It is a monument to malevolence with mass graves, apocalyptic destruction of buildings, displacement of the entire civilian populace, kidnapping and enslavement of thousands of Ukrainians and atrocities that have more in common with the Second World War than the 21st century. The sheer brutality of the siege and dismemberment of the city has been breathtaking. Mariupol is now a bombed out wreck with virtually zero infrastructure. Both the legacy of its conquest and an urban disaster area is what Russia might inherit. Their lone success in Mariupol is that it denies Ukraine access to the Sea of Azov. The destruction and occupation of Mariupol can never compensate for the losses incurred by Russia during the campaign.

Down The Drain - Statelets, Sanctions & Scarce Resources

As for the Donbas, the Russians could likely have taken much of the region if that had been their main objective all along. Refocusing their efforts here makes the most sense. That is because the separatist forces they have been backing in the war there since 2014, already held one-third of the Donetsk and Luhansk regions. The Russians could have pushed this foothold out further and still might. Unfortunately for them, this will not be as easy as it may seem. The best Ukrainian forces are stationed here. They have slowed the Russian advance to crawl. While they may not be able to hold back an all out effort, if they do, then the Russians will have suffered a major defeat, one from which their campaign in Ukraine will not recover.

If the Russians take enough territory to declare victory in Donbas, then they might conceivably annex both the Donetsk and Luhansk statelets. What this will achieve, other than a propaganda victory at home, is difficult to say. Any annexations of Ukrainian territory will almost certainly mean that sanctions imposed by western countries will continue. These are already causing grave damage to the Russian economy. Annexation of the Donbas as the lone Russian success would also have unintended psychological effects. It could forever act as a reminder that for all the men and material lost in Ukraine, the Russians ended up with something they already controlled. Just like Mariupol, the Russians will inherit war torn territory. Due to the economic damage from sanctions, the Russians will not have the finances to rebuild the area. The two statelets will act as a drain on scarce resources while tying down the military with an occupation.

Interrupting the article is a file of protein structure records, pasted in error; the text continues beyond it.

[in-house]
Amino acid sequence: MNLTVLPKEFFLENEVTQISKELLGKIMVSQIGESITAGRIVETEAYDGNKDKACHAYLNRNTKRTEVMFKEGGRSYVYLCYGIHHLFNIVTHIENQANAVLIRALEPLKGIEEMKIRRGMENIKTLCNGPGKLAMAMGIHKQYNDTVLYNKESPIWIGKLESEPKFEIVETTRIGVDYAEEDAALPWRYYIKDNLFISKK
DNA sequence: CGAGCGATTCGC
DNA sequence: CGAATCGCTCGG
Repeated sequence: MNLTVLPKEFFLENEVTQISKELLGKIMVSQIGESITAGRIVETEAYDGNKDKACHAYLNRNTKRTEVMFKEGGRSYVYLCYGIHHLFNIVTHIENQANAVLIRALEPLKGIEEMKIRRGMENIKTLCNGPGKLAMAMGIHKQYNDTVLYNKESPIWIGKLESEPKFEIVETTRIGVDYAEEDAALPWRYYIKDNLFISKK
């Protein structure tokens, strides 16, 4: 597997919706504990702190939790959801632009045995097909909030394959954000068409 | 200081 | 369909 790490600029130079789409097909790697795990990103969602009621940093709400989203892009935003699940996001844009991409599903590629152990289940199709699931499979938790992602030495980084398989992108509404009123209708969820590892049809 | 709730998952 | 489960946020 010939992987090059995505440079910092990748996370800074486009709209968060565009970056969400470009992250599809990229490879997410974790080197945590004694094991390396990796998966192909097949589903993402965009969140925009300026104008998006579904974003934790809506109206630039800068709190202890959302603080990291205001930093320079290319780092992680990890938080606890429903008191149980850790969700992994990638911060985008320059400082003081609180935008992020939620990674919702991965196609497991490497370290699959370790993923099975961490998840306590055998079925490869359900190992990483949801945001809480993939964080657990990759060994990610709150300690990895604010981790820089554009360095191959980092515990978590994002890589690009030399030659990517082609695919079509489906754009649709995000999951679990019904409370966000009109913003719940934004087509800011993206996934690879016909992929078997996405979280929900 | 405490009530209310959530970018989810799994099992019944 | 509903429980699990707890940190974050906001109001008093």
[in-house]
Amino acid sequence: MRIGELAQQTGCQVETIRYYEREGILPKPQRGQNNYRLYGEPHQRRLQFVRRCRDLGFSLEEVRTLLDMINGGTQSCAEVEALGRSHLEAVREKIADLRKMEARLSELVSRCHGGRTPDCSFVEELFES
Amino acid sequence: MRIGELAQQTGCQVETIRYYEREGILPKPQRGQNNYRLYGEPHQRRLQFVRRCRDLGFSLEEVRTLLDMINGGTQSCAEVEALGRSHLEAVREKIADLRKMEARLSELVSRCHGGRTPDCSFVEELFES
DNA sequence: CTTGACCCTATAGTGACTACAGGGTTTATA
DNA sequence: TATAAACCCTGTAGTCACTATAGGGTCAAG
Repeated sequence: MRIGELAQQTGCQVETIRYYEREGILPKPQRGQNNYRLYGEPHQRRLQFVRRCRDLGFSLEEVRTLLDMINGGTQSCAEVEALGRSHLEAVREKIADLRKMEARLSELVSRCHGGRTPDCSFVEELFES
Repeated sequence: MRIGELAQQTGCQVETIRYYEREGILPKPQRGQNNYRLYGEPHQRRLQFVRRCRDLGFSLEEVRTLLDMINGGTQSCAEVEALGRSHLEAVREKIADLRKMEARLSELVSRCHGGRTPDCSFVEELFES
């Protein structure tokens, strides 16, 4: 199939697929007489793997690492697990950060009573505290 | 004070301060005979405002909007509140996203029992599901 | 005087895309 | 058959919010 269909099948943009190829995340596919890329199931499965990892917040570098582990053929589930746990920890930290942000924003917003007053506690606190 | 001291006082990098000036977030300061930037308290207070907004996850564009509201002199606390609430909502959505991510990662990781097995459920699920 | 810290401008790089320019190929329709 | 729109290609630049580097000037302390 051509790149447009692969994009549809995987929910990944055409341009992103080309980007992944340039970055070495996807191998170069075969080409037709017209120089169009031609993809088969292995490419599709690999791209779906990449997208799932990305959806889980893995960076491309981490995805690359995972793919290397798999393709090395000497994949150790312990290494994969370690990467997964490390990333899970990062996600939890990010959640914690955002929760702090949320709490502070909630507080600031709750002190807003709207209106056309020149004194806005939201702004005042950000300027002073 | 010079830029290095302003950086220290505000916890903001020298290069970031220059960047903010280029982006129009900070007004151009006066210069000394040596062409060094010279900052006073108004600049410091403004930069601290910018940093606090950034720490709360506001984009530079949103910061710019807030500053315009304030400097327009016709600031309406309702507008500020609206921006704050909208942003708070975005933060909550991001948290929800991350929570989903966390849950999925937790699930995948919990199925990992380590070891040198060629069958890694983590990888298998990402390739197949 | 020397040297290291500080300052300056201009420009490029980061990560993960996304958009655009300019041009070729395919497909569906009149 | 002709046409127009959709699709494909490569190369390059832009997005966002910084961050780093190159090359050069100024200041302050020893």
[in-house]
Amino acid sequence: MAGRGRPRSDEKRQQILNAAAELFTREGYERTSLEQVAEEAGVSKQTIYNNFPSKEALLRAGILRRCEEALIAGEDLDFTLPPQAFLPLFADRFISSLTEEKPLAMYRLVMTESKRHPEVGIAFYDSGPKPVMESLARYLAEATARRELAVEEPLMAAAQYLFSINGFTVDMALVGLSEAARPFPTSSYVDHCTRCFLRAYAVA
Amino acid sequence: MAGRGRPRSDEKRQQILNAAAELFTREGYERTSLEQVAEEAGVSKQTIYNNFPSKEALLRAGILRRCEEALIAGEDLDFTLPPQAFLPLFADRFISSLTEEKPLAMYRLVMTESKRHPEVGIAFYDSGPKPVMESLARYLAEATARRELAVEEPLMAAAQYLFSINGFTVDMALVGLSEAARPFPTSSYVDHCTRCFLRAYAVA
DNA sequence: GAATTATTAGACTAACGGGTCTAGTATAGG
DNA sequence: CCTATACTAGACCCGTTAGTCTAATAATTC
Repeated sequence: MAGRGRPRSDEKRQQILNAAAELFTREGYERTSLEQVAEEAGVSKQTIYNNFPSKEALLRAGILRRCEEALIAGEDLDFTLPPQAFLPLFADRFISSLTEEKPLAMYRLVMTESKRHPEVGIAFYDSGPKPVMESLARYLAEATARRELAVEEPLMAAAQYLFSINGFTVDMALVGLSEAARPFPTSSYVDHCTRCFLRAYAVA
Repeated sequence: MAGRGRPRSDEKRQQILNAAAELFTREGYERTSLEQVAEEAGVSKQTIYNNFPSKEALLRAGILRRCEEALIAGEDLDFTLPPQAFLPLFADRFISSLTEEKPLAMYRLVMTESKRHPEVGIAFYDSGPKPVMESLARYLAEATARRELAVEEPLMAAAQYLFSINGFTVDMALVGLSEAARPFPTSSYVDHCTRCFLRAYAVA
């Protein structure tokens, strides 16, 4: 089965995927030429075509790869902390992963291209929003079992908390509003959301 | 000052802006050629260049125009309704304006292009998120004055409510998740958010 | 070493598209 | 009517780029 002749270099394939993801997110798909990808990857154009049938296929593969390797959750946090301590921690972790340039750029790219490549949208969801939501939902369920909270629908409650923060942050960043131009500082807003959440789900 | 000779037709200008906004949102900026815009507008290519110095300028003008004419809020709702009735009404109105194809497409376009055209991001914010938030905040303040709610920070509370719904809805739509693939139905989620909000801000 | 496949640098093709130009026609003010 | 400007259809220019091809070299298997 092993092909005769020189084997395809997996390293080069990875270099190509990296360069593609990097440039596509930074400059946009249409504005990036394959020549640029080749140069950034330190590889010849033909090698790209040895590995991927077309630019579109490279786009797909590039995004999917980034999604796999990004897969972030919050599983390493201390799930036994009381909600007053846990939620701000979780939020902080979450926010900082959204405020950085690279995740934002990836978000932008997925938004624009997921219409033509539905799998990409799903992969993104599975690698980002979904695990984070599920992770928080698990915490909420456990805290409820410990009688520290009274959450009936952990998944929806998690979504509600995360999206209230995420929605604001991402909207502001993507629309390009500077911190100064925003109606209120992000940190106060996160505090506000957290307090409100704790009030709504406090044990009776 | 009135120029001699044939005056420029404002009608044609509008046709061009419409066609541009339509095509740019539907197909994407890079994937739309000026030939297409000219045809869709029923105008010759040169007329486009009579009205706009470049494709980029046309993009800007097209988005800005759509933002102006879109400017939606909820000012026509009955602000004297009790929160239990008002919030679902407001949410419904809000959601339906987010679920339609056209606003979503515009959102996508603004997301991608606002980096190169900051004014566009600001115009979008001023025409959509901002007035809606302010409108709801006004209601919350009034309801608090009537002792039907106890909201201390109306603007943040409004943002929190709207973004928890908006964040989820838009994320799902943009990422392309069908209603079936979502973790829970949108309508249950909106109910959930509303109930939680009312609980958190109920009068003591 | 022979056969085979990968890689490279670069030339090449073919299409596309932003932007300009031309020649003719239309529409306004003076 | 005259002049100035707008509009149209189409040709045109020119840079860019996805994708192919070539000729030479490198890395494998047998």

The Ultimate Outcome – A Study In Failure

When the war finally ends a looming question for Russia will be, “Was the invasion of Ukraine worth the losses they suffered?” If Mariupol and Donbas are the prizes than the answer would have to be no. Vladimir Putin’s impulsive decision to invade was predicated on installing a pro-Russia puppet regime in Kyiv to govern Ukraine. An added benefit would have been territorial gains, especially along Ukraine’s coastline. While modest territorial gains still look achievable, they will probably do little to inhibit Ukraine’s economic and political development. For example, Ukraine would still have access to the sea through the port of Odessa. While if Russia ends up controlling the Donbas that would still make them responsible for the region. Ukraine would be alleviated of that stress. While not ideal from a Ukrainian standpoint, in the long term this could still result in a favorable outcome. Does anyone really think that the Donbas will stay with Russia beyond the reign of Putin? It will be yet another separatist region like Transnistria, Abkhazia and South Ossetia that is a drain on Russia. Most leaders set their countries up for success, Vladimir Putin sets his up for failure. And that will be his ultimate legacy. 

Chris Wilkinson , USA